If you’ve ever injured a joint, you know that the recovery process is a whole-body affair. The muscles around the wound tighten, the opposing joint takes on extra duties and pain makes us tense up. Physical therapy sessions are essential but for those who want to accelerate their healing, adding massage to the mix can be a game-changer, according to Jennifer Penrose, owner of Penrose & Associates Physical Therapy. “Bringing in massage therapy gets people moving better, faster,” says Penrose. “There are definite medical benefits.”

physical therapy olympia Jennifer and Dan Penrose
After adding massage to his physical therapy regimen, Dan Penrose recovered more quickly from a fractured and dislocated hip. Photo courtesy: Penrose & Associates Physical Therapy

When patients come to Penrose & Associates with an injury, physical therapists teach them different exercises and stretches, work on scar tissue and focus on mobilizing the joints and tendons. Often, patients will be holding tension without realizing it as a protection against pain. Massage can help with all of the above, reducing pain, loosening tight muscles and breaking up scar tissue. It also creates greater tissue elasticity by increasing capillarization, meaning more capillaries are created around a muscle. Capillarization helps with relaxation and improved circulation, both of which contribute to healing.

Penrose’s husband Dan is a case in point. In spring 2020, he dislocated and fractured his hip. The injury required surgery and he had to be non-weight bearing on one side of his body for 12 weeks. “There were a lot of things to cover in a 40-minute physical therapy session,” says Penrose. “He really needed a whole hour of hands-on massage on the scar tissue on top of all the other mobility things that physical therapy was doing. Once he added massage, he saw so much more progress.”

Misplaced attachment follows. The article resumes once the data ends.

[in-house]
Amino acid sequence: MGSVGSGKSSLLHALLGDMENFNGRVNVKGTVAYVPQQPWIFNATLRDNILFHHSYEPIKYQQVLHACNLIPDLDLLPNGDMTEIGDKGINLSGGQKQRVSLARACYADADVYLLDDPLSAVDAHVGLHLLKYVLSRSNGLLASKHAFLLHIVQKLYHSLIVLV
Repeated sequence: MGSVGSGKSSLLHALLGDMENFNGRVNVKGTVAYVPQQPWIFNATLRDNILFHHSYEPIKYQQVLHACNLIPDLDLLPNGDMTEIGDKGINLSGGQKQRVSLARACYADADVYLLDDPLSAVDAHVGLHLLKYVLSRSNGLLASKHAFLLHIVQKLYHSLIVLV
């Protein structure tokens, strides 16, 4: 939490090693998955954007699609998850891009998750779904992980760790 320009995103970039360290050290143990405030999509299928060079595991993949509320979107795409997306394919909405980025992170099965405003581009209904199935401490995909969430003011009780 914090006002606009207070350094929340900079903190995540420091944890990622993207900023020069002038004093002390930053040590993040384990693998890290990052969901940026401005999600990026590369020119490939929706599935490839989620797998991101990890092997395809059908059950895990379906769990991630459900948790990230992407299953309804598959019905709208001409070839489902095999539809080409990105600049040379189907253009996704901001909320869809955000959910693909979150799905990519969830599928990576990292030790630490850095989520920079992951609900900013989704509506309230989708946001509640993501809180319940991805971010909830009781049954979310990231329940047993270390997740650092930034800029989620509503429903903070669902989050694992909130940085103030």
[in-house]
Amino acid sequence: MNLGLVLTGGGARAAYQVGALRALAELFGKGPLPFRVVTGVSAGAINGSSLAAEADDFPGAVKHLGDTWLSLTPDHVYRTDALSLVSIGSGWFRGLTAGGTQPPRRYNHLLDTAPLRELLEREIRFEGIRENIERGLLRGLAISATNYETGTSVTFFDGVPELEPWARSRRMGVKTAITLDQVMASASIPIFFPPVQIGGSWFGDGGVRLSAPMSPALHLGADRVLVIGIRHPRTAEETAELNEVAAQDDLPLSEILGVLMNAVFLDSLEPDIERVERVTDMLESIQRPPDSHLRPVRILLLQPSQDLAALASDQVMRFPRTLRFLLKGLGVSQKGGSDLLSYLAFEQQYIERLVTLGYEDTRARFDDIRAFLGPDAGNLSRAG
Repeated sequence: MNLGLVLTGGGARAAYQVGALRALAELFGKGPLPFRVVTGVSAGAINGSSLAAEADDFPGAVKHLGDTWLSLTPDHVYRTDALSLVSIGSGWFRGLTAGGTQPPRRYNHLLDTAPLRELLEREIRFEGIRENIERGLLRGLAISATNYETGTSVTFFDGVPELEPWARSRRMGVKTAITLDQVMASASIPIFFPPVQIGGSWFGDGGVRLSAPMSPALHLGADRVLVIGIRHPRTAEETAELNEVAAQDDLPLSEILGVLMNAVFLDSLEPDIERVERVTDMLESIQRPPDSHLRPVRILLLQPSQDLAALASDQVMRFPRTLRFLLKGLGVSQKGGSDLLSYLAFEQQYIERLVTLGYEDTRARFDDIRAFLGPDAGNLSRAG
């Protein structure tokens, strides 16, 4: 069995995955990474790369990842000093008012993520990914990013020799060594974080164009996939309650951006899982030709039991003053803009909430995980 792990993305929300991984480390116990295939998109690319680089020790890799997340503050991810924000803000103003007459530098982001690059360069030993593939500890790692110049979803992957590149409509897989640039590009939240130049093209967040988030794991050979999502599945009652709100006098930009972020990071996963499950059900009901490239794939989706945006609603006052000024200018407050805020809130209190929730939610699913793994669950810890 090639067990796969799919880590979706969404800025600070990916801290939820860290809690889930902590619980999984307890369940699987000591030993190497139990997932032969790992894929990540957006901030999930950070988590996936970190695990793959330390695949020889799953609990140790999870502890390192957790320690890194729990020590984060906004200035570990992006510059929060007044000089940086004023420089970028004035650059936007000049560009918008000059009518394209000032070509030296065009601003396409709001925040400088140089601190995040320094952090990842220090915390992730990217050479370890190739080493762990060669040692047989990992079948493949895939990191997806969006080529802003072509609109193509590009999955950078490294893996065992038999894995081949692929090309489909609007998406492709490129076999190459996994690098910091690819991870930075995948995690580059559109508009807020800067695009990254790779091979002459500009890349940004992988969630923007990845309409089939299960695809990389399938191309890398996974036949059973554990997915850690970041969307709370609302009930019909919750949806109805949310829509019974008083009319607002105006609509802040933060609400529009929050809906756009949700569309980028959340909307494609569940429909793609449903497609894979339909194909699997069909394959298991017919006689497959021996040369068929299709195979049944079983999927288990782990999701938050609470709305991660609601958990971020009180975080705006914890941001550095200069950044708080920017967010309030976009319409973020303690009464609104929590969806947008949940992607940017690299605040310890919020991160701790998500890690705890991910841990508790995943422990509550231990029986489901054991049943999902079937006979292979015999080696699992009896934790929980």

physical therapy olympia Family Ski Vacation
Massage helps to loosen tight muscles around injury and reduce scar tissue, helping patients get back to activities they love (like skiing) sooner. Photo courtesy: Penrose & Associates Physical Therapy

Because there is so much tissue around the hip, it took several sessions of massage therapy to release his tightened muscles. Areas on the opposite side of his body had compensated for the injury and also needed attention. After two sessions, he noticed that his hip was no longer snapping when he stood up from a chair, and he felt that it was more open. Dan’s hip has improved sufficiently for him to participate in a family ski trip this winter, a feat that would have been unthinkable a year earlier.

Penrose has seen similar results with other clients. “Some of my neck arthritis have learned that if they get a monthly massage they do better for longer,” she notes. “They don’t have a flare-up. It’s the same for intense runners and athletes. When they get a monthly massage, they perform better and feel better.”

Aside from its physical benefits, massage also gives us permission to pause and turn inward. “It gets the system to calm down,” Penrose explains. “Most of us run at a pretty high-stress level and don’t take the time to let our parasympathetic nervous system kick in. You can lay there and breathe.”

Learn more by visiting the Penrose & Associates Physical Therapy website or calling 360.456.1444.


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